Nissan e-NV200

After years of testing, the production Nissan e-NV200 is finally revealed at the ongoing Geneva show. The van’s all-electric drivetrain is based on that used in the Nissan Leaf. When sales start in June, it will be offered as a van or a five-seater in Combi or more luxurious Evalia guises.

Apparently it isn’t simply an NV200 with an electric powertrain plonked into it – more than 30% of the e-NV200’s parts are unique. There are visual changes, a re-engineered chassis, interior revisions, a new battery pack and higher-capacity regenerative braking, amongst others.

It gets Nissan’s ‘EV face’ – familiar from the Leaf. The charging flap in the nose is flanked by unique crescent-shaped headlamps (LED on passenger models) that contain blue-tinted arrow-like position lamps. All versions get LED tail lamps, and the ‘electric blue’ theme extends to the badging.

The battery can be recharged overnight using a domestic single-phase 16 A, 3.3 kW supply, or in four hours if a 32 A, 6.6 kW supply is used. Use a CHAdeMO DC 50 kW quick charger (more than 1,000 of these have been installed across Europe) and the battery goes from zero to 80% charged in 30 minutes.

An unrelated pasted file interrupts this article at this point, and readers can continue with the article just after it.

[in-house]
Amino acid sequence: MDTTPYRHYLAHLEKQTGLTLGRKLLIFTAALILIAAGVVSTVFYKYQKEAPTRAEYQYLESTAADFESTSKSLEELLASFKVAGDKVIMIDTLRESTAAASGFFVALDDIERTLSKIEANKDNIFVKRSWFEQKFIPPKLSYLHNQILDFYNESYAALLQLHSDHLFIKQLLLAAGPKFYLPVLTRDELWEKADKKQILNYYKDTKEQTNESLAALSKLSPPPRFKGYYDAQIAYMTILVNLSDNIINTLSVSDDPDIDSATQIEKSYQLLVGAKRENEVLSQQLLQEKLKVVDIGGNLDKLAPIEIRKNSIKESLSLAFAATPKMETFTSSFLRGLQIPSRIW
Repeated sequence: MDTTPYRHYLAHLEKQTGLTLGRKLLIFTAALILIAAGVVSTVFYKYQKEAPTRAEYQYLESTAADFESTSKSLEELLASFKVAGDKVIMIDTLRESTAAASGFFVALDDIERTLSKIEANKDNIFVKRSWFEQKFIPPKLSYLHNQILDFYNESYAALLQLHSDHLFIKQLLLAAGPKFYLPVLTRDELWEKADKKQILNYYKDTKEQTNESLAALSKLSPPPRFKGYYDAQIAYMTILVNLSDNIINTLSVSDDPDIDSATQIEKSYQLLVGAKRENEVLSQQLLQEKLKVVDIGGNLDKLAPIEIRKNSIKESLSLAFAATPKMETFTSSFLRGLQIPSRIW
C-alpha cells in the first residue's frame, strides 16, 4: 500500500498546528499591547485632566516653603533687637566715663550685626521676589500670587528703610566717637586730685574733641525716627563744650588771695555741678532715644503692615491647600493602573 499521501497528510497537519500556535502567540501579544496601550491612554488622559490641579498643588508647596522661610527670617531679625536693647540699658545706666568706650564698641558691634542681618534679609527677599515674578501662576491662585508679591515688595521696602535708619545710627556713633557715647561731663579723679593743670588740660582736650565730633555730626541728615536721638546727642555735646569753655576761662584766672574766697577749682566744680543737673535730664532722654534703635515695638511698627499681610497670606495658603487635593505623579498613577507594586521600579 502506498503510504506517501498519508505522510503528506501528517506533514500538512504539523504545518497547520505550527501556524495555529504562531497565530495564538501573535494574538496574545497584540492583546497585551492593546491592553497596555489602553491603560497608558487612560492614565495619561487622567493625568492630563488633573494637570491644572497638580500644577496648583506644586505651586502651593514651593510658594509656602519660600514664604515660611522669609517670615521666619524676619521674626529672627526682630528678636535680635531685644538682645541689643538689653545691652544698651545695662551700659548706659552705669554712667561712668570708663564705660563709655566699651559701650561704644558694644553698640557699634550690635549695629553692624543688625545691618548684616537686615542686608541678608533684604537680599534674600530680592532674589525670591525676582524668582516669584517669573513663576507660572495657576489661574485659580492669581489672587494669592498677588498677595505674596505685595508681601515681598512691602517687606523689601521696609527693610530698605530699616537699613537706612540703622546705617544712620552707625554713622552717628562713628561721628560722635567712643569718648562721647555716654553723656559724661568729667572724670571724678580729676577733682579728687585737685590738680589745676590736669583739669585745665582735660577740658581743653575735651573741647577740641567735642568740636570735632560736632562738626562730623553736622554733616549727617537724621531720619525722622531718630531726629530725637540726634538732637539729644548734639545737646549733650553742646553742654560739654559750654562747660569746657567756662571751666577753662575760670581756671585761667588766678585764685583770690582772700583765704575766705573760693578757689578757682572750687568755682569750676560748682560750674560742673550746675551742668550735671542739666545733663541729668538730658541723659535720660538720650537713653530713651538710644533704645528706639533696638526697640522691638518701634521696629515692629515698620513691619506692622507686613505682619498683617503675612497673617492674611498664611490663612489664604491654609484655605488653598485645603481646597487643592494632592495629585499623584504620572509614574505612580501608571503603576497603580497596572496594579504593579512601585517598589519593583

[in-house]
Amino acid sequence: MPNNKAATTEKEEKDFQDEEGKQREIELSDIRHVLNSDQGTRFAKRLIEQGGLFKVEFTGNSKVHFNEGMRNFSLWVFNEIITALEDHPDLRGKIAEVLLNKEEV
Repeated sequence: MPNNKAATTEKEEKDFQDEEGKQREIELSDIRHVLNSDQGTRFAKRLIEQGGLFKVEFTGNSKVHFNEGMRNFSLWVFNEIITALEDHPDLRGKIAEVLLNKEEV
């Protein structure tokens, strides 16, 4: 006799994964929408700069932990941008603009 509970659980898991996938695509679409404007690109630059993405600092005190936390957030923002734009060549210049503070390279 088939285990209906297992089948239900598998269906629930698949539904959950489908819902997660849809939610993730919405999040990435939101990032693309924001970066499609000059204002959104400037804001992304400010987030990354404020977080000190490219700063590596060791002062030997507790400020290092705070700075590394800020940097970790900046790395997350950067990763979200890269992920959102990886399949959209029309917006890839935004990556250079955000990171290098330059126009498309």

The Nissan e-NV200’s homologated NEDC range of 170 km is greater than the average 100 km daily driving distance of over half the fleets who use this class of van, Nissan says. The regular NV200’s payload and 4.2-cubic metre cargo area carries over.

The Leaf’s independent front MacPherson struts and second-gen 80 kW AC synchronous motor features here; the latter is now fully integrated with the battery charger and inverter. The lithium-ion battery has been changed to allow it to fit under the e-NV200’s floor without compromising cargo space, while retaining the 48 modules and 24 kWh capacity.

The battery is located in a reinforced zone low in the vehicle. Its mounting assembly helps boost the torsional and lateral stiffness of the vehicle by 20 and 35% respectively over the regular NV200. Due to the instant torque delivery, Nissan says the e-NV200 sprints to 100 km/h from rest quicker than the 1.5 dCi-powered NV200.

Step aboard and you’ll find a new instrument panel with a digital read-out – showing vehicle speed, range and charge state – while a power meter shows the state of motor output/regeneration. In place of the Leaf’s joystick-like gear lever is a simplified unit that shifts like a conventional automatic.

‘Real-world’ tests have taken place in Japan and Europe, with pre-production models handed over to companies such as FedEx, Coca-Cola, DHL, Ikea, British Gas and the Japan Post Office to operate as part of their everyday fleets. Feedback was collected and used to fine-tune the vehicle before series production began in Barcelona.